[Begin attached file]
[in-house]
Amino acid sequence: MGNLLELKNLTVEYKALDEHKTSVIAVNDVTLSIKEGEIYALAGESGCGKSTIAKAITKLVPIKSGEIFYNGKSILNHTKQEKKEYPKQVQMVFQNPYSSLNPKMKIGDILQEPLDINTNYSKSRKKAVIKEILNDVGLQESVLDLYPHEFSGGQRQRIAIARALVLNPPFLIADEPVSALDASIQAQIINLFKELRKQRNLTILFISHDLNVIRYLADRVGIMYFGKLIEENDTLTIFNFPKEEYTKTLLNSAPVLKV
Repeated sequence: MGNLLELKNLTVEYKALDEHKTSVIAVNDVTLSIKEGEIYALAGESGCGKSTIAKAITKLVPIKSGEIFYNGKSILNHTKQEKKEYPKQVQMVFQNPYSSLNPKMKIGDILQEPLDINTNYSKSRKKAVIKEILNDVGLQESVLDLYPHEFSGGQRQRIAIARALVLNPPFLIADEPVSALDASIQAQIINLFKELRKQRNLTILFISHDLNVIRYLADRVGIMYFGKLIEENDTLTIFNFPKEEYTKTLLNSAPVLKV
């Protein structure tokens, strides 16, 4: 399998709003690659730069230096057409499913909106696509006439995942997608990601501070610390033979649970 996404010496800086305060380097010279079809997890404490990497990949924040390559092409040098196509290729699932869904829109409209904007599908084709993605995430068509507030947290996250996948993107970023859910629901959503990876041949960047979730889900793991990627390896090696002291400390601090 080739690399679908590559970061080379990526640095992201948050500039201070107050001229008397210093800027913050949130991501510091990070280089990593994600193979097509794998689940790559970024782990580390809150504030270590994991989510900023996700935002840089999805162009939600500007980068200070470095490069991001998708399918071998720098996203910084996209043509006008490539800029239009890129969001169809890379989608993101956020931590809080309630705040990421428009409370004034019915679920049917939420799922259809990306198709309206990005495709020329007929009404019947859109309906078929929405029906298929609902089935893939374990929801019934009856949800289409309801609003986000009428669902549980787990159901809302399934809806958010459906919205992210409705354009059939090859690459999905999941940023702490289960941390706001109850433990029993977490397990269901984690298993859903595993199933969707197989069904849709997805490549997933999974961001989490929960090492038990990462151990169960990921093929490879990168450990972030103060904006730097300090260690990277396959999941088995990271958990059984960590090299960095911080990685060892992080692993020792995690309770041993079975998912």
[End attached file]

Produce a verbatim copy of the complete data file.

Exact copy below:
[in-house]
Amino acid sequence: MGNLLELKNLTVEYKALDEHKTSVIAVNDVTLSIKEGEIYALAGESGCGKSTIAKAITKLVPIKSGEIFYNGKSILNHTKQEKKEYPKQVQMVFQNPYSSLNPKMKIGDILQEPLDINTNYSKSRKKAVIKEILNDVGLQESVLDLYPHEFSGGQRQRIAIARALVLNPPFLIADEPVSALDASIQAQIINLFKELRKQRNLTILFISHDLNVIRYLADRVGIMYFGKLIEENDTLTIFNFPKEEYTKTLLNSAPVLKV
Repeated sequence: MGNLLELKNLTVEYKALDEHKTSVIAVNDVTLSIKEGEIYALAGESGCGKSTIAKAITKLVPIKSGEIFYNGKSILNHTKQEKKEYPKQVQMVFQNPYSSLNPKMKIGDILQEPLDINTNYSKSRKKAVIKEILNDVGLQESVLDLYPHEFSGGQRQRIAIARALVLNPPFLIADEPVSALDASIQAQIINLFKELRKQRNLTILFISHDLNVIRYLADRVGIMYFGKLIEENDTLTIFNFPKEEYTKTLLNSAPVLKV
């Protein structure tokens, strides 16, 4: 399998709003690659730069230096057409499913909106696509006439995942997608990601501070610390033979649970 996404010496800086305060380097010279079809997890404490990497990949924040390559092409040098196509290729699932869904829109409209904007599908084709993605995430068509507030947290996250996948993107970023859910629901959503990876041949960047979730889900793991990627390896090696002291400390601090 080739690399679908590559970061080379990526640095992201948050500039201070107050001229008397210093800027913050949130991501510091990070280089990593994600193979097509794998689940790559970024782990580390809150504030270590994991989510900023996700935002840089999805162009939600500007980068200070470095490069991001998708399918071998720098996203910084996209043509006008490539800029239009890129969001169809890379989608993101956020931590809080309630705040990421428009409370004034019915679920049917939420799922259809990306198709309206990005495709020329007929009404019947859109309906078929929405029906298929609902089935893939374990929801019934009856949800289409309801609003986000009428669902549980787990159901809302399934809806958010459906919205992210409705354009059939090859690459999905999941940023702490289960941390706001109850433990029993977490397990269901984690298993859903595993199933969707197989069904849709997805490549997933999974961001989490929960090492038990990462151990169960990921093929490879990168450990972030103060904006730097300090260690990277396959999941088995990271958990059984960590090299960095911080990685060892992080692993020792995690309770041993079975998912």